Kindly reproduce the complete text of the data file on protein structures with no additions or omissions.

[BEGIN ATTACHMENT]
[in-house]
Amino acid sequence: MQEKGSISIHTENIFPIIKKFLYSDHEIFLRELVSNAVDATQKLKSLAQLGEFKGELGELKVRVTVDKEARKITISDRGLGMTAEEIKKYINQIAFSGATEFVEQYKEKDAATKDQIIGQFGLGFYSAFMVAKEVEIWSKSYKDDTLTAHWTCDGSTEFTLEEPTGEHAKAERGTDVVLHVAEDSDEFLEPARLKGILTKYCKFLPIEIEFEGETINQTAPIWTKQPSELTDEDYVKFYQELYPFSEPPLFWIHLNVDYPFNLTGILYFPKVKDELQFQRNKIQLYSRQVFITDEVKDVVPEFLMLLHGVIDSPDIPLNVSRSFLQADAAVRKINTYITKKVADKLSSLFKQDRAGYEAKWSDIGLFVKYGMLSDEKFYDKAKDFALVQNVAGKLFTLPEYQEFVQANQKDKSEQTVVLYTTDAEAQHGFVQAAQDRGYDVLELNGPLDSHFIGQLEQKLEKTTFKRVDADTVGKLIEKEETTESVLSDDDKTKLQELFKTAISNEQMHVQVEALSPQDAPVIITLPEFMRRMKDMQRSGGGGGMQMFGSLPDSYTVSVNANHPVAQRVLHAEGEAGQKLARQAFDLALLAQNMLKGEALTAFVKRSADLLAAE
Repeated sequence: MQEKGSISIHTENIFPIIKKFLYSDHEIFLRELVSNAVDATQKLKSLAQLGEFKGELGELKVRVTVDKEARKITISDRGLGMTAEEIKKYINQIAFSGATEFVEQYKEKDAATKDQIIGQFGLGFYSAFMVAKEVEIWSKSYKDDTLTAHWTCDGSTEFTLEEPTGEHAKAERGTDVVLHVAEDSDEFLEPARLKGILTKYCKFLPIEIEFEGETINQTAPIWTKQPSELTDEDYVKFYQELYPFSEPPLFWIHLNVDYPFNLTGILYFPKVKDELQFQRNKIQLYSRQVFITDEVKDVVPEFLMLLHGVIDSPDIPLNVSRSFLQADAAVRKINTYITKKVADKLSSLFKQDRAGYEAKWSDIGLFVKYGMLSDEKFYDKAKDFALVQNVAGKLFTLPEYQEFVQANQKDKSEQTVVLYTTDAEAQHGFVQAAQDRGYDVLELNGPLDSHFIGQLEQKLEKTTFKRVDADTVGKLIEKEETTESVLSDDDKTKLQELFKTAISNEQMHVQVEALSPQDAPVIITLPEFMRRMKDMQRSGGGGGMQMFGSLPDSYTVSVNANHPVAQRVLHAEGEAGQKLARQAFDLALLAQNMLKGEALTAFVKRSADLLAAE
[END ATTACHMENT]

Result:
[in-house]
Amino acid sequence: MQEKGSISIHTENIFPIIKKFLYSDHEIFLRELVSNAVDATQKLKSLAQLGEFKGELGELKVRVTVDKEARKITISDRGLGMTAEEIKKYINQIAFSGATEFVEQYKEKDAATKDQIIGQFGLGFYSAFMVAKEVEIWSKSYKDDTLTAHWTCDGSTEFTLEEPTGEHAKAERGTDVVLHVAEDSDEFLEPARLKGILTKYCKFLPIEIEFEGETINQTAPIWTKQPSELTDEDYVKFYQELYPFSEPPLFWIHLNVDYPFNLTGILYFPKVKDELQFQRNKIQLYSRQVFITDEVKDVVPEFLMLLHGVIDSPDIPLNVSRSFLQADAAVRKINTYITKKVADKLSSLFKQDRAGYEAKWSDIGLFVKYGMLSDEKFYDKAKDFALVQNVAGKLFTLPEYQEFVQANQKDKSEQTVVLYTTDAEAQHGFVQAAQDRGYDVLELNGPLDSHFIGQLEQKLEKTTFKRVDADTVGKLIEKEETTESVLSDDDKTKLQELFKTAISNEQMHVQVEALSPQDAPVIITLPEFMRRMKDMQRSGGGGGMQMFGSLPDSYTVSVNANHPVAQRVLHAEGEAGQKLARQAFDLALLAQNMLKGEALTAFVKRSADLLAAE
Repeated sequence: MQEKGSISIHTENIFPIIKKFLYSDHEIFLRELVSNAVDATQKLKSLAQLGEFKGELGELKVRVTVDKEARKITISDRGLGMTAEEIKKYINQIAFSGATEFVEQYKEKDAATKDQIIGQFGLGFYSAFMVAKEVEIWSKSYKDDTLTAHWTCDGSTEFTLEEPTGEHAKAERGTDVVLHVAEDSDEFLEPARLKGILTKYCKFLPIEIEFEGETINQTAPIWTKQPSELTDEDYVKFYQELYPFSEPPLFWIHLNVDYPFNLTGILYFPKVKDELQFQRNKIQLYSRQVFITDEVKDVVPEFLMLLHGVIDSPDIPLNVSRSFLQADAAVRKINTYITKKVADKLSSLFKQDRAGYEAKWSDIGLFVKYGMLSDEKFYDKAKDFALVQNVAGKLFTLPEYQEFVQANQKDKSEQTVVLYTTDAEAQHGFVQAAQDRGYDVLELNGPLDSHFIGQLEQKLEKTTFKRVDADTVGKLIEKEETTESVLSDDDKTKLQELFKTAISNEQMHVQVEALSPQDAPVIITLPEFMRRMKDMQRSGGGGGMQMFGSLPDSYTVSVNANHPVAQRVLHAEGEAGQKLARQAFDLALLAQNMLKGEALTAFVKRSADLLAAE